simple questions on Corpus Christi introit and sequence
  • Mark M.Mark M.
    Posts: 632
    My first question concerns the Introit, "Cibavit eos." In the Gregorian Missal, I see "Ant." written at the very end, with a custos on the same pitch as the very first syllable. This seems to suggest that we're supposed to return to the antiphon, rather than proceed to the Gloria Patri as I'd normally do. (Or does this simply mean that if there was time to do more than one psalm verse, we'd go back to the antiphon, just as in the Communion chant, and then get to the G.P. at the end?) This doesn't seem to occur on any other introit, so I'm a bit confused here.

    I know we've had other threads regarding the sequence-before-or-after-alleluia issue. My understanding is that traditionally, it's supposed to be after the Gregorian Alleluia (sort of as an extension of it), but since we're doing a simplified "triple Alleluia," it'd work fine before the Alleluia. So, my question is simply if it would be appropriate to add an "Amen" (sol-la-sol-fa---sol) after the final word of the sequence, pause just a moment, then go straight in to the triple Alleluia (I'm using the Mode VIII setting on p. 84 of the Parish Book of Chant).

    Thanks!
  • Adam WoodAdam Wood
    Posts: 6,281
    Side note...

    The Corpus Christi sequence will always have a special place in my heart :
    For reasons now lost to my memory, when I was in High School (and in church choir and taking Latin class) I found out that there was thing called a "Sequence" which we were supposed to sing for that Sunday. Somehow (asking around, I guess) I found out that what I needed in order to sing it was this book called the Graduale Romanum. I asked my mother to order the book for me, and I got one of the aging Servite friars to teach me how to read the four-line notation.

    I practiced and practiced, and I sang "Lauda, Sion, Salvatorem" at Mass- my first Gregorian solo. I was all of 15, I think.
  • RagueneauRagueneau
    Posts: 2,592
    Adam, you must have strong lungs!
  • Adam WoodAdam Wood
    Posts: 6,281
    I did then.
  • dad29
    Posts: 1,639
    As to your questions....

    Perhaps it is a misprint, or a missed editorial "fix," but the Gloria Patri is DEFINITELY sung on Corpus.

    As to the Sequence, I see no reason to change the order of things, as there IS an 'alleluia' at the end of Lauda Sion, prefatory to the Gospel.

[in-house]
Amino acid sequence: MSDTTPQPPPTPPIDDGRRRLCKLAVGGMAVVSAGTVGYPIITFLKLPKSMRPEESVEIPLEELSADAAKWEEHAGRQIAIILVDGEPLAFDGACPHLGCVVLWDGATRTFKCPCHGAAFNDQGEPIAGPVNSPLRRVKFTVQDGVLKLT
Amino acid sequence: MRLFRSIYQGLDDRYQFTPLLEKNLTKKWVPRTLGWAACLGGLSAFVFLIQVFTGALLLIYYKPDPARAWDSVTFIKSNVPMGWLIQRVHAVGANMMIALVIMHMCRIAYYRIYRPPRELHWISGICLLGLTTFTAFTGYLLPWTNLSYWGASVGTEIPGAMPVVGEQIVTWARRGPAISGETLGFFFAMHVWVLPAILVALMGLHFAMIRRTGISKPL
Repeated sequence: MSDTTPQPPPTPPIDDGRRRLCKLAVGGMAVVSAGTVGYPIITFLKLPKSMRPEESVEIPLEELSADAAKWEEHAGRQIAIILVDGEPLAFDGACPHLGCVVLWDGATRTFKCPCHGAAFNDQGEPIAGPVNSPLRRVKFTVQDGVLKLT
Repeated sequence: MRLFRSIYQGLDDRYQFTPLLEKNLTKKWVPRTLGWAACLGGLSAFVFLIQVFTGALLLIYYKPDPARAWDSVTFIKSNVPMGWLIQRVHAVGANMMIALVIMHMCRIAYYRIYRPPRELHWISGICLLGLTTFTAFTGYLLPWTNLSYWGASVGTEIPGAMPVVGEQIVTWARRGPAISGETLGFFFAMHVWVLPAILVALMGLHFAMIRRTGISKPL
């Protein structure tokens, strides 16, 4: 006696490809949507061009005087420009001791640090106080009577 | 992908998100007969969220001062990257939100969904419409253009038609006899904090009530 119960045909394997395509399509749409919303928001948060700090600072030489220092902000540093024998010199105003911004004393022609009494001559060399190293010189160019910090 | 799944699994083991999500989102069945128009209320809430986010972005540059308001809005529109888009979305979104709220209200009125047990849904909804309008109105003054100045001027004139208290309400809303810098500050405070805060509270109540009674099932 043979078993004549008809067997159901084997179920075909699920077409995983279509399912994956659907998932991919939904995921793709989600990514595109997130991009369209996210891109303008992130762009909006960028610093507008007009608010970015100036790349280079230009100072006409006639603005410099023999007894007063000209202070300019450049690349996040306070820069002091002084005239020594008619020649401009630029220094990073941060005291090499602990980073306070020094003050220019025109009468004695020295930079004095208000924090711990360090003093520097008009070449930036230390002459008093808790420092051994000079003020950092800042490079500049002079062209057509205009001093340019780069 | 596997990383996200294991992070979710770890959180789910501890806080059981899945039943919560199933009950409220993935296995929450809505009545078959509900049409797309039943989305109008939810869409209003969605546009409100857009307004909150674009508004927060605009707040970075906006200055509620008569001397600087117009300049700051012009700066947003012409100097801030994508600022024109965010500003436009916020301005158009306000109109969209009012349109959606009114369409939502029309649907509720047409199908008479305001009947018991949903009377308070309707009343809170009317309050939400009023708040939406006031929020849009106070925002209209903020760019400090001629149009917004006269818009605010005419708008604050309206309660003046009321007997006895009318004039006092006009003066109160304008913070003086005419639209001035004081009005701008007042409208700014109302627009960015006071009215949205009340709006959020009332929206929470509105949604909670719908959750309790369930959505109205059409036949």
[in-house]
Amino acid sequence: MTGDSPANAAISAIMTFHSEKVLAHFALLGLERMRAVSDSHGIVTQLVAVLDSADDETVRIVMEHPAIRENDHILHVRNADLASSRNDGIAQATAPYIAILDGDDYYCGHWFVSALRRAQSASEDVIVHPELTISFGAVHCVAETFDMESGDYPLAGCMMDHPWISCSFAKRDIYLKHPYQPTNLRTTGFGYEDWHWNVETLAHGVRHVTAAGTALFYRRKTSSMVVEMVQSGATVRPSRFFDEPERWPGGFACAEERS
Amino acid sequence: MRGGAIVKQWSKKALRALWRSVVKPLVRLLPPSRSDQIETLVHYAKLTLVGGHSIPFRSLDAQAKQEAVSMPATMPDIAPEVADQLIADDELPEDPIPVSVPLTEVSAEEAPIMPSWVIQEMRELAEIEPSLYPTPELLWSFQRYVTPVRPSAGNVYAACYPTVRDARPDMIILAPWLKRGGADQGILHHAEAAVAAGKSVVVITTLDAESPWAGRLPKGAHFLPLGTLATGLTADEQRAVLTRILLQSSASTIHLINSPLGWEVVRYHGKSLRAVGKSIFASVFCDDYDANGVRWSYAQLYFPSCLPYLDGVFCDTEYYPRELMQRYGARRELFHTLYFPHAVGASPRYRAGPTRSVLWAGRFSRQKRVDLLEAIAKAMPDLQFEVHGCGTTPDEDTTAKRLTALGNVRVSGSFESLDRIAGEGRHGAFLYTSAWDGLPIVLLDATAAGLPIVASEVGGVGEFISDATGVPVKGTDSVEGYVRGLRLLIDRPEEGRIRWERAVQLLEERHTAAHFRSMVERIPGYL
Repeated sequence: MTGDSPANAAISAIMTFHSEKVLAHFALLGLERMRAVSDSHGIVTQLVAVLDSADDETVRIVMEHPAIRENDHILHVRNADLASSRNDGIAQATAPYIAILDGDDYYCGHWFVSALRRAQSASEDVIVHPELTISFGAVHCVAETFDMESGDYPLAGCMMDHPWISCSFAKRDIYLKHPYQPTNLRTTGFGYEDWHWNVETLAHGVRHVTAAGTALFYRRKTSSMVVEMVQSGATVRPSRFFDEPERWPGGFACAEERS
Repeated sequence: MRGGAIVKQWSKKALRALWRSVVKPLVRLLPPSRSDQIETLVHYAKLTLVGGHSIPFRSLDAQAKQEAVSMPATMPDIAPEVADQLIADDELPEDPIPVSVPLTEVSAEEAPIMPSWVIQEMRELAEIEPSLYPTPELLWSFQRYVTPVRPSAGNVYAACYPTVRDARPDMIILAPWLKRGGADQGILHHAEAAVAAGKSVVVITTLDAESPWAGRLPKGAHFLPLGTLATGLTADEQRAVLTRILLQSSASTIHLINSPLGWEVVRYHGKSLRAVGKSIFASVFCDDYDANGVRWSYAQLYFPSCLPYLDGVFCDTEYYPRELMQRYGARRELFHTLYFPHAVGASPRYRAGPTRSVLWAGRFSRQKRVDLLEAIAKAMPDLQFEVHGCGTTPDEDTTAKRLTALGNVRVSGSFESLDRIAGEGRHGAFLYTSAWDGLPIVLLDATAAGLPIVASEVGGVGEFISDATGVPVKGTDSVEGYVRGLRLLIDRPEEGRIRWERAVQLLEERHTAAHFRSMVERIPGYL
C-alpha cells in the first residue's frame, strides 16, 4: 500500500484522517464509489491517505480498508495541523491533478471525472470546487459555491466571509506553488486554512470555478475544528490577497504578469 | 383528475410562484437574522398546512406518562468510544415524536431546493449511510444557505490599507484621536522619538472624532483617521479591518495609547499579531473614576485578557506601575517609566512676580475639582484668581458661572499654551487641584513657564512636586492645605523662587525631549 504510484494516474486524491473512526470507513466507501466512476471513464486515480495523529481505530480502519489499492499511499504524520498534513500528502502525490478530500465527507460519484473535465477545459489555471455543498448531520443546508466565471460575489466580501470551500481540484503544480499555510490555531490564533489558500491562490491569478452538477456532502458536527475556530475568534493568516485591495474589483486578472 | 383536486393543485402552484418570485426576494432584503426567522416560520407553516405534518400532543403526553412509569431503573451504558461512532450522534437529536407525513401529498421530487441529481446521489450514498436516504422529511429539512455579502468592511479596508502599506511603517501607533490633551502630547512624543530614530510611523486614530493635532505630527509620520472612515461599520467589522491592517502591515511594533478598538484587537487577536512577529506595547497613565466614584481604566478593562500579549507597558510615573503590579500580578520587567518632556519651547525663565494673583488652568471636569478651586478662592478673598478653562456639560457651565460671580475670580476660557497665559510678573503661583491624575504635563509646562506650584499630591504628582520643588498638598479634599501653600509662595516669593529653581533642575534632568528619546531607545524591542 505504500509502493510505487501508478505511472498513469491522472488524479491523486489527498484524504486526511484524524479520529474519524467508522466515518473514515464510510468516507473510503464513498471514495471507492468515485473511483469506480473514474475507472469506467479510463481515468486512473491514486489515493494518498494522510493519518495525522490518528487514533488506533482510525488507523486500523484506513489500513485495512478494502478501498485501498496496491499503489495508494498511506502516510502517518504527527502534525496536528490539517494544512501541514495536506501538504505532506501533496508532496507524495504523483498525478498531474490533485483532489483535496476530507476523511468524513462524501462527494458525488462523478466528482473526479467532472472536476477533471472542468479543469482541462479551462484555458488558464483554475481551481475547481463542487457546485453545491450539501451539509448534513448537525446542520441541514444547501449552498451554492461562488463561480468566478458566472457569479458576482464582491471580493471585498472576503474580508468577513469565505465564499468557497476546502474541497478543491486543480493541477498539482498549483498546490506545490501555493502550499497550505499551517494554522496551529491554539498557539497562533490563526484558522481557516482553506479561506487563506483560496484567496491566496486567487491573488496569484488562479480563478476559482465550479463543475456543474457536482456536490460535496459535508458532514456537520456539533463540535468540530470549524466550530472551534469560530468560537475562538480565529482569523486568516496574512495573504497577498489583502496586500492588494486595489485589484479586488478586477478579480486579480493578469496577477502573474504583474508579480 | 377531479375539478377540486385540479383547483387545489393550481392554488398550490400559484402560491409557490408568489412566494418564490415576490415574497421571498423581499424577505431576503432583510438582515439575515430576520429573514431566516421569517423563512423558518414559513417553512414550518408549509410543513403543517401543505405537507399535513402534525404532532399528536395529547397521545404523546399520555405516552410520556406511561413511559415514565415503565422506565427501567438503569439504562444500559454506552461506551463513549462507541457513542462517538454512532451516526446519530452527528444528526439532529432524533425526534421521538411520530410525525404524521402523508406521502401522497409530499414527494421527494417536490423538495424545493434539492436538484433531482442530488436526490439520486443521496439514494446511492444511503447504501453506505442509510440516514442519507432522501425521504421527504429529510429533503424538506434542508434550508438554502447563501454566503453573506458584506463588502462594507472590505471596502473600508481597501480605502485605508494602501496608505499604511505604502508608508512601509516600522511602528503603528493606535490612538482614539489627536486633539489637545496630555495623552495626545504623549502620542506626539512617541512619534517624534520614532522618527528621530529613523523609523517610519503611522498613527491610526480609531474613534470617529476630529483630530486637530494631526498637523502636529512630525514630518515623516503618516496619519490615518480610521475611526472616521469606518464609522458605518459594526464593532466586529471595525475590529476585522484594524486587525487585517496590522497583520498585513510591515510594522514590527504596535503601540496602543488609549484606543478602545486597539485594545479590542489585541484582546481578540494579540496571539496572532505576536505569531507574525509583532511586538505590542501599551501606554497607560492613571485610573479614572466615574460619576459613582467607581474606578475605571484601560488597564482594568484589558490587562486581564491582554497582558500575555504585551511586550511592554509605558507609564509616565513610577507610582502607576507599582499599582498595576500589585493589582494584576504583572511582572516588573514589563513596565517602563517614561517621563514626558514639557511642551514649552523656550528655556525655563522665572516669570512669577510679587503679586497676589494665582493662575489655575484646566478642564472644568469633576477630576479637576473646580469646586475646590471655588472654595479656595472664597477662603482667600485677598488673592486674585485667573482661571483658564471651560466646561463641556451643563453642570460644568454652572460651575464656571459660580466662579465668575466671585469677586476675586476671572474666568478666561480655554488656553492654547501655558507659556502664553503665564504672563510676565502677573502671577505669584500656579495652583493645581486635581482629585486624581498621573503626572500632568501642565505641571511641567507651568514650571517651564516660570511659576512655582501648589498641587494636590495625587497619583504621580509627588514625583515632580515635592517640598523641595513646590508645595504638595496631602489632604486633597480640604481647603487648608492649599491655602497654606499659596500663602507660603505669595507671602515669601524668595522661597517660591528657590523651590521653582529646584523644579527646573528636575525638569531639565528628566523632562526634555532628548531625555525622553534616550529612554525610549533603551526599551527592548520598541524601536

• dvalerio
    Posts: 341
    > This seems to suggest that we're supposed to return to the antiphon

    I believe the score in the Gregorian Missal was typeset taking the 1974 Graduale Romanum as its source, where this Introit antiphon has several verses (for long entrance processions); now, when several verses are sung with the Introit, the Antiphon is repeated after each of them (or after each two verses, if you prefer). (This is so in both the EF and the OF, btw.) So whenever the 1974 GR gives many verses to an Introit antiphon, there is a custos and an Ant. after each of them to remind cantors to go back to the antiphon rather than singing everything straightforward.

    So that is not an indication that the Gloria Patri is to be ommited; you may say it's a typo, but I guess the reason is the one above.
  • chonakchonak
    Posts: 7,511
    The instructions in the front of the Graduale Romanum (p.8 of the PDF linked here, p.9 in the book) allow flexibility: you may sing two verses in a row or you may return to the antiphon after each verse, depending on the duration of the procession. The Gloria Patri can be sung, but it may be omitted.
  • Mark M.Mark M.
    Posts: 632
    Richard, THANK YOU for posting this, and for taking all the time to translate it and all! This is very interesting.

    Just to be clear… looking at #1 and #17, is it indeed permissible to be very flexible with the structure of both the Introit and the Communion chants? So, depending on the duration of music needed at the appropriate time, the structure of the Antiphon, Verses, and Gloria Patri could be…

    A-V-GP-A
    A-V-A

    or even just:
    A

    And for the Communion chant, I've often felt that the verses seem to go by too fast… so I'm understanding here that it's okay to do this, with two verses to each antiphon:
    A - V1 & V2 - A - V3 & V4 - A - etc., to Vx & Vy - GP - A
  • chonakchonak
    Posts: 7,511
    That's right: see para. #17 on page 10 of the same document, "in the same manner as the Introit chant."
  • Mark M.Mark M.
    Posts: 632
    Yes, but in looking at that document again, I don't see anything (in either #1 on p.8, or #17 on p. 10) which specifically allows for two verses for every single repetition of the antiphon.

    But I'm being nitpicky here. If you say it's okay, Richard, it's okay!
  • chonakchonak
    Posts: 7,511
    Well, yeah, this particular document doesn't talk about using two verses at a time. On the other hand, the rules for the old form of Mass support it explicitly with respect to the Communion psalm (see page xvi of the Liber Usualis). And I don't know of any reason to think that the Church wanted to ban it in the new form of Mass, so. . . .